Takenoko (0): Cute panda? Check. Great artwork? Check. Simple Game-play? Check. I have no idea why this particular title isn’t checking out well. It is housed at a different branch and many board games from that branch aren’t circulating well which leads me to believe it is a placement issue rather than an issue with the actual game. I suspect that many titles are displayed deep in the children’s area or potentially haven’t been displayed at all yet.
Dixit (2): I have no plausible explanation for the poor performance of this one. I love Dixit and I promote it to families whenever they express interest in the board game display. The box and artwork is engaging and, frankly, amazing. It is housed at my branch so I know it has the same exposure as other titles, but still, minimal use. I expected this one to be much higher.
Card Games/Small Box Games: Games such as Bohnanza, Once Upon a Time, Citadels, Mascarade, and One Night Ultimate Werewolf have all been performing poorly. A few are housed at my branch but it seems that system wide (only three branches have board game collections currently) the small box games are not moving much. Usually 1-2 circulations each.
Lessons Learned So Far
- Don’t bag the games. Canvas bags are useful but they block the artwork of the box and generally confuse patrons. I’ve had more people ask how much the bags cost than express interest at what was inside.
- Use dummy cases. My dummy cases show the front of the box and an example of the game in play (components, table, people playing, smiles…). This means that the bags are behind the desk currently. This is not due to security reasons but purely display. Once I purchase some good rubber bands, I may have the boxes banded and out on display.
- Display games close to service points. You can answer questions and offer aid quickly when patrons express interest. Games can be taken down and opened up to provide demonstrations.
- Refill constantly. Each of my displays has the dummy case and an alignment sheet for the games. Since space is limited, I can only have about 8 games displayed with the signage that explains the specific game. Other dummy cases are just displayed by themselves. These do not move as often so games are rotated in order to ensure all games will be displayed.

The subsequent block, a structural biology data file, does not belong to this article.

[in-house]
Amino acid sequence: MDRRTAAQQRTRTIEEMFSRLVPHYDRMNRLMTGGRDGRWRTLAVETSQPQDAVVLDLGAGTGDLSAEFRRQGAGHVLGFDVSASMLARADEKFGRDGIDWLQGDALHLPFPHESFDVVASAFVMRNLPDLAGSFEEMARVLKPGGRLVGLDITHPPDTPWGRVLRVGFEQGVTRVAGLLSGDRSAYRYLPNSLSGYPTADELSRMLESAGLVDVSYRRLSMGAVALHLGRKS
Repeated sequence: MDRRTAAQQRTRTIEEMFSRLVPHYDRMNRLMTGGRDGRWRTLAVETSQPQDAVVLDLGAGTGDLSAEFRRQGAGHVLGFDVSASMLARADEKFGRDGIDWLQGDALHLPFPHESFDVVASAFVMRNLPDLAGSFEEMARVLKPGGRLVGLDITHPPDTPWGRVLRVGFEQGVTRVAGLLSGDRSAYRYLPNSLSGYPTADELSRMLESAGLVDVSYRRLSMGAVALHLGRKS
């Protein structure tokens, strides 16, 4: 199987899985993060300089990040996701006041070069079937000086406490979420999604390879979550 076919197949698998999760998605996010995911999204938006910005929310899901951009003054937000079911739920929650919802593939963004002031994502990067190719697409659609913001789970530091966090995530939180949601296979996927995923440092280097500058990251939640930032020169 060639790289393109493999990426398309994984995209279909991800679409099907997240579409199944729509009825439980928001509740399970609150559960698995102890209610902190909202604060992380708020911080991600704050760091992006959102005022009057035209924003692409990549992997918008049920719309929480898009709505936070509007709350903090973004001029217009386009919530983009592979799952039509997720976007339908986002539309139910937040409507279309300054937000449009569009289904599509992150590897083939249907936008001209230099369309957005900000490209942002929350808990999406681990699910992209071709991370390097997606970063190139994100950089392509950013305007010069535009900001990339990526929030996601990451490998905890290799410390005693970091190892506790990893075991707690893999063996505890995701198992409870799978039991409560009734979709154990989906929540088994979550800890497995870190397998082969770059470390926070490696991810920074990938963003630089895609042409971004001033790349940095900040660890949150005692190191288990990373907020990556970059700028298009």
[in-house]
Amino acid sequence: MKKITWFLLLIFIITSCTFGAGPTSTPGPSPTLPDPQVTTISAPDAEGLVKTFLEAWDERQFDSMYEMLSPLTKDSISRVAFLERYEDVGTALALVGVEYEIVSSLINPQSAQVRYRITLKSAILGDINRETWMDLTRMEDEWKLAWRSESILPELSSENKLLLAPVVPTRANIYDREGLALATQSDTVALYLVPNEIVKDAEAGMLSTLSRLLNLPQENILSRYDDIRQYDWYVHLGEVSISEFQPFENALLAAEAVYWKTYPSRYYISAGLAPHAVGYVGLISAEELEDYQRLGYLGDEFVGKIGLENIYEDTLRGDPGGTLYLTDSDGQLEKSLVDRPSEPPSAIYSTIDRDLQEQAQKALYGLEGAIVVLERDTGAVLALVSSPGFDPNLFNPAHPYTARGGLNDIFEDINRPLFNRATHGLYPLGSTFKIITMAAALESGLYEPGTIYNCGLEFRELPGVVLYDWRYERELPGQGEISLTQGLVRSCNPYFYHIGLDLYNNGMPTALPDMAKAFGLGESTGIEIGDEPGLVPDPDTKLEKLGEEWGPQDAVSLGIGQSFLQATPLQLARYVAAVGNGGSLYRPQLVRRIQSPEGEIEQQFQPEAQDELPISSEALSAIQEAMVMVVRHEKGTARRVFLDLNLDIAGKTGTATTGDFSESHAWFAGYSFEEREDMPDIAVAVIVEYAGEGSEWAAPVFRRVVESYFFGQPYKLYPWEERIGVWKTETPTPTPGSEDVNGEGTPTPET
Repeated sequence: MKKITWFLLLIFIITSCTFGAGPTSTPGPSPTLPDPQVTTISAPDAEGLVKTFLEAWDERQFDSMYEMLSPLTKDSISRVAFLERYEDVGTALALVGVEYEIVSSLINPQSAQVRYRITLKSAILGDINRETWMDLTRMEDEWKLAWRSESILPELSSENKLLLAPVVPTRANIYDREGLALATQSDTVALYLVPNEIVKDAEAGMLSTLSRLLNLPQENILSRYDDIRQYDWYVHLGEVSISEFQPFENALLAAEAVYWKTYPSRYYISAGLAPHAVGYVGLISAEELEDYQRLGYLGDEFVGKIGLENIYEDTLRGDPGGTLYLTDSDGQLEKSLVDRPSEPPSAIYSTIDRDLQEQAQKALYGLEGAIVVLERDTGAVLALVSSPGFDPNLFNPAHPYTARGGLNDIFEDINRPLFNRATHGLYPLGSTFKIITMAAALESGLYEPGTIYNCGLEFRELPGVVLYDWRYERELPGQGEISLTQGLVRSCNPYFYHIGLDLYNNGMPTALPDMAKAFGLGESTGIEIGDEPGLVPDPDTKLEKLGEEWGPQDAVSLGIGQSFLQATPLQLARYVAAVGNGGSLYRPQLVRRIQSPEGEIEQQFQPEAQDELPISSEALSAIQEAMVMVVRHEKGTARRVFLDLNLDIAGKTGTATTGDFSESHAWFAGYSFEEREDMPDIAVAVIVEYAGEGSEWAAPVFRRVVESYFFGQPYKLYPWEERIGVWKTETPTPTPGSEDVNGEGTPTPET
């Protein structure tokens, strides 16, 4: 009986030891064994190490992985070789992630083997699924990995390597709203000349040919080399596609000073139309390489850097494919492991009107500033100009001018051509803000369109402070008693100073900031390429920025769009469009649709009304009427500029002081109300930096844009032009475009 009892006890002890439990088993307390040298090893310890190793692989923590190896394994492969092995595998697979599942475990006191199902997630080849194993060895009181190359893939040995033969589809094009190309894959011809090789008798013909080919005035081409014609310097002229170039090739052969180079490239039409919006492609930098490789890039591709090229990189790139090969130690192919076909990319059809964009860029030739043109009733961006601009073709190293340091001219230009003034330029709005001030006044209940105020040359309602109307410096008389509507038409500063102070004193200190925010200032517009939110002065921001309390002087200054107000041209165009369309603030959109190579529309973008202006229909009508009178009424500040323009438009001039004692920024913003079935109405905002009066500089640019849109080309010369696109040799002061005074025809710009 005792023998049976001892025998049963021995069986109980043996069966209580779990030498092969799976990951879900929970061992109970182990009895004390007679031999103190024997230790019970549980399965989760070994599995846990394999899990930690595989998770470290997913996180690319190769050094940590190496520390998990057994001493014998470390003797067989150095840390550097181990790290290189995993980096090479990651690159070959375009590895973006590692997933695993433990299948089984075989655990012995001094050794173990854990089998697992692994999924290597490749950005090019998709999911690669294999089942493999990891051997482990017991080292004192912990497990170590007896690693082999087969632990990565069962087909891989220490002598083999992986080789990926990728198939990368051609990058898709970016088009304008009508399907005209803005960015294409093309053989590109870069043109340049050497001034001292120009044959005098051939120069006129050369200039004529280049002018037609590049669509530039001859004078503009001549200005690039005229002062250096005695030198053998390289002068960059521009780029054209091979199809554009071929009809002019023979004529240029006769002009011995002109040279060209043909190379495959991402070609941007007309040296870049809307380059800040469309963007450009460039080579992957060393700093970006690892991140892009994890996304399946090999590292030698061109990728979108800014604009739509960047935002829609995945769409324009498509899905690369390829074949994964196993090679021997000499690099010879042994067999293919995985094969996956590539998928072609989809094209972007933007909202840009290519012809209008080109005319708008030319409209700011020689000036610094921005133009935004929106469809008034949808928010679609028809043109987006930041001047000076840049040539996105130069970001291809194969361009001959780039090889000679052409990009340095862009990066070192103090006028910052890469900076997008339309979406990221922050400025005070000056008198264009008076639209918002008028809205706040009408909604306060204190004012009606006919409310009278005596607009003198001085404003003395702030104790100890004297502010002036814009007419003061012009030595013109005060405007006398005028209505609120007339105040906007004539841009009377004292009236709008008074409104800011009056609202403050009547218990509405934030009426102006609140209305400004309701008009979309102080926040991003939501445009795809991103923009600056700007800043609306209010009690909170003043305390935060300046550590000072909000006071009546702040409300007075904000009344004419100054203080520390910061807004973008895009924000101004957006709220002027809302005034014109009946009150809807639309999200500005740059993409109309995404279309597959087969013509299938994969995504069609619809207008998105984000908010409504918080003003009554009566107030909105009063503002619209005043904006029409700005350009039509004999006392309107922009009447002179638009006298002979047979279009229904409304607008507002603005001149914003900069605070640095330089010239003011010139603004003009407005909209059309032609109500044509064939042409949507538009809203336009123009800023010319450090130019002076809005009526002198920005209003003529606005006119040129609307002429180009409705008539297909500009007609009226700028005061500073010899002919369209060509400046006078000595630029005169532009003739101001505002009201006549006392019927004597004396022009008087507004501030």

- Stick to Innocuous themes? Science Fiction themes apparent in games such as Cosmic Encounter and Historical themes such as in Freedom: The Underground Railroad have not moved that much. Neither games have had much success although Freedom definitely sparks some conversation when it is displayed.
5 thoughts on “What board games are circulating at my library?”
How are you handling (or do you plan on handling) missing pieces and damages? Are they cataloged in your ILS or do you just have to see them at the branch?
Everything is cataloged in our ILS along with inventory lists (although every item is not barcoded). Each component is bagged and inventories (for example: 50 cards, 20 tiles, 30 meeples, 1 starter player token). Bags are counted upon checkout and checkin. Items are counted as needed. I generally, on evening or weekend shifts will take a look at our collection to make sure everything is in order.
Material is rarely missing. However, if something is missing I contact the publisher to request replacement parts. If they respond, great. If not, I will remove the item from circulation and then, if popular, purchase a new copy and use the old one for replacement bits.
Generally, everything gets returned and in good shape. The main reason for removing an item from circulation is the box breaking down after many (+25) circulations.
Thanks for the response!! I hope to get our games cataloged soon and this will help support my side of the conversation.